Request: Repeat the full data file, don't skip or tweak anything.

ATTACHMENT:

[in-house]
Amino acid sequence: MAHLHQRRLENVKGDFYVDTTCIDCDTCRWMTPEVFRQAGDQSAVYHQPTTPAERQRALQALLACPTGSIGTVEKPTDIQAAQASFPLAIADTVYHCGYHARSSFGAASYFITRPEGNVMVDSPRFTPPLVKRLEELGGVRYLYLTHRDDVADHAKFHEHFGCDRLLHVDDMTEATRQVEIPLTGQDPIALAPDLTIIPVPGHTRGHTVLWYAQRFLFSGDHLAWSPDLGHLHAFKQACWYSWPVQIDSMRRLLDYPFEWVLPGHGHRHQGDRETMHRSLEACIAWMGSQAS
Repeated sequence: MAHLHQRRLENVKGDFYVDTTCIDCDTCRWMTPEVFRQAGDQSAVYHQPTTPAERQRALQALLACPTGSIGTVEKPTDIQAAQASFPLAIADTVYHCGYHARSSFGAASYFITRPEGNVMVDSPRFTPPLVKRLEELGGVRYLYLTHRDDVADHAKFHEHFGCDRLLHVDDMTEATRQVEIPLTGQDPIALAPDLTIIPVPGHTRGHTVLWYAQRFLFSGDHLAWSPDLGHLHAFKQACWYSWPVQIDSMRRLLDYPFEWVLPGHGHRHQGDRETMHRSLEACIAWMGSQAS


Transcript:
[in-house]
Amino acid sequence: MAHLHQRRLENVKGDFYVDTTCIDCDTCRWMTPEVFRQAGDQSAVYHQPTTPAERQRALQALLACPTGSIGTVEKPTDIQAAQASFPLAIADTVYHCGYHARSSFGAASYFITRPEGNVMVDSPRFTPPLVKRLEELGGVRYLYLTHRDDVADHAKFHEHFGCDRLLHVDDMTEATRQVEIPLTGQDPIALAPDLTIIPVPGHTRGHTVLWYAQRFLFSGDHLAWSPDLGHLHAFKQACWYSWPVQIDSMRRLLDYPFEWVLPGHGHRHQGDRETMHRSLEACIAWMGSQAS
Repeated sequence: MAHLHQRRLENVKGDFYVDTTCIDCDTCRWMTPEVFRQAGDQSAVYHQPTTPAERQRALQALLACPTGSIGTVEKPTDIQAAQASFPLAIADTVYHCGYHARSSFGAASYFITRPEGNVMVDSPRFTPPLVKRLEELGGVRYLYLTHRDDVADHAKFHEHFGCDRLLHVDDMTEATRQVEIPLTGQDPIALAPDLTIIPVPGHTRGHTVLWYAQRFLFSGDHLAWSPDLGHLHAFKQACWYSWPVQIDSMRRLLDYPFEWVLPGHGHRHQGDRETMHRSLEACIAWMGSQAS